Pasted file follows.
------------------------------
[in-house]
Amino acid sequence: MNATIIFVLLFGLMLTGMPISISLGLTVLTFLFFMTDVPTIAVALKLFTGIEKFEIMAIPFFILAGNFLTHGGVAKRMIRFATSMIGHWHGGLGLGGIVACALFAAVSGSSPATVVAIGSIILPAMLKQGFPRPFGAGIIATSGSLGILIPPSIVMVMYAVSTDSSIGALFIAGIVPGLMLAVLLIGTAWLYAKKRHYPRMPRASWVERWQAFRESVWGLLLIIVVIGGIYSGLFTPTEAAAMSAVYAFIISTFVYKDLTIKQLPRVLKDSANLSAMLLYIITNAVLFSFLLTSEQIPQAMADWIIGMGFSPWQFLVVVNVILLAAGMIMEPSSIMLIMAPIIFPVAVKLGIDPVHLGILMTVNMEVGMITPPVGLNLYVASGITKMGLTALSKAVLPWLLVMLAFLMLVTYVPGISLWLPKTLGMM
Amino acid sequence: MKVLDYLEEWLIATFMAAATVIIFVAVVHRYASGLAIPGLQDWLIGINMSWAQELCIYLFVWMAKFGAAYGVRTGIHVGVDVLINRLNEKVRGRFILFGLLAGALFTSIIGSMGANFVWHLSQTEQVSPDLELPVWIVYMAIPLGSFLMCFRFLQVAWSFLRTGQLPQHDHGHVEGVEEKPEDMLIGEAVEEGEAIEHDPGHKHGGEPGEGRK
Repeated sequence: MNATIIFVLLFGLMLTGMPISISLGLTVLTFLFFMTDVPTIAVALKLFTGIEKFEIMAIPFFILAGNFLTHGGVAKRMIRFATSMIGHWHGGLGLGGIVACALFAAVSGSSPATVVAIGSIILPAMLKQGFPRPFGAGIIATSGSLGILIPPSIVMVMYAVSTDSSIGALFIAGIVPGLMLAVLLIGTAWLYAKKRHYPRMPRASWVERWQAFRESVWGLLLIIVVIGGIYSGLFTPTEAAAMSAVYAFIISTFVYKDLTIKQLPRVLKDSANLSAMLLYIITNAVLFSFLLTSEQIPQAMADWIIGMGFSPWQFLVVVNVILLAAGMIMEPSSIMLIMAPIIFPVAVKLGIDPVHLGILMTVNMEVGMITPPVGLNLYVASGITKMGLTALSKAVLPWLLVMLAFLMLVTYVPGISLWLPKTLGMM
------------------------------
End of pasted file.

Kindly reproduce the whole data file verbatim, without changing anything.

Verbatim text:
[in-house]
Amino acid sequence: MNATIIFVLLFGLMLTGMPISISLGLTVLTFLFFMTDVPTIAVALKLFTGIEKFEIMAIPFFILAGNFLTHGGVAKRMIRFATSMIGHWHGGLGLGGIVACALFAAVSGSSPATVVAIGSIILPAMLKQGFPRPFGAGIIATSGSLGILIPPSIVMVMYAVSTDSSIGALFIAGIVPGLMLAVLLIGTAWLYAKKRHYPRMPRASWVERWQAFRESVWGLLLIIVVIGGIYSGLFTPTEAAAMSAVYAFIISTFVYKDLTIKQLPRVLKDSANLSAMLLYIITNAVLFSFLLTSEQIPQAMADWIIGMGFSPWQFLVVVNVILLAAGMIMEPSSIMLIMAPIIFPVAVKLGIDPVHLGILMTVNMEVGMITPPVGLNLYVASGITKMGLTALSKAVLPWLLVMLAFLMLVTYVPGISLWLPKTLGMM
Amino acid sequence: MKVLDYLEEWLIATFMAAATVIIFVAVVHRYASGLAIPGLQDWLIGINMSWAQELCIYLFVWMAKFGAAYGVRTGIHVGVDVLINRLNEKVRGRFILFGLLAGALFTSIIGSMGANFVWHLSQTEQVSPDLELPVWIVYMAIPLGSFLMCFRFLQVAWSFLRTGQLPQHDHGHVEGVEEKPEDMLIGEAVEEGEAIEHDPGHKHGGEPGEGRK
Repeated sequence: MNATIIFVLLFGLMLTGMPISISLGLTVLTFLFFMTDVPTIAVALKLFTGIEKFEIMAIPFFILAGNFLTHGGVAKRMIRFATSMIGHWHGGLGLGGIVACALFAAVSGSSPATVVAIGSIILPAMLKQGFPRPFGAGIIATSGSLGILIPPSIVMVMYAVSTDSSIGALFIAGIVPGLMLAVLLIGTAWLYAKKRHYPRMPRASWVERWQAFRESVWGLLLIIVVIGGIYSGLFTPTEAAAMSAVYAFIISTFVYKDLTIKQLPRVLKDSANLSAMLLYIITNAVLFSFLLTSEQIPQAMADWIIGMGFSPWQFLVVVNVILLAAGMIMEPSSIMLIMAPIIFPVAVKLGIDPVHLGILMTVNMEVGMITPPVGLNLYVASGITKMGLTALSKAVLPWLLVMLAFLMLVTYVPGISLWLPKTLGMM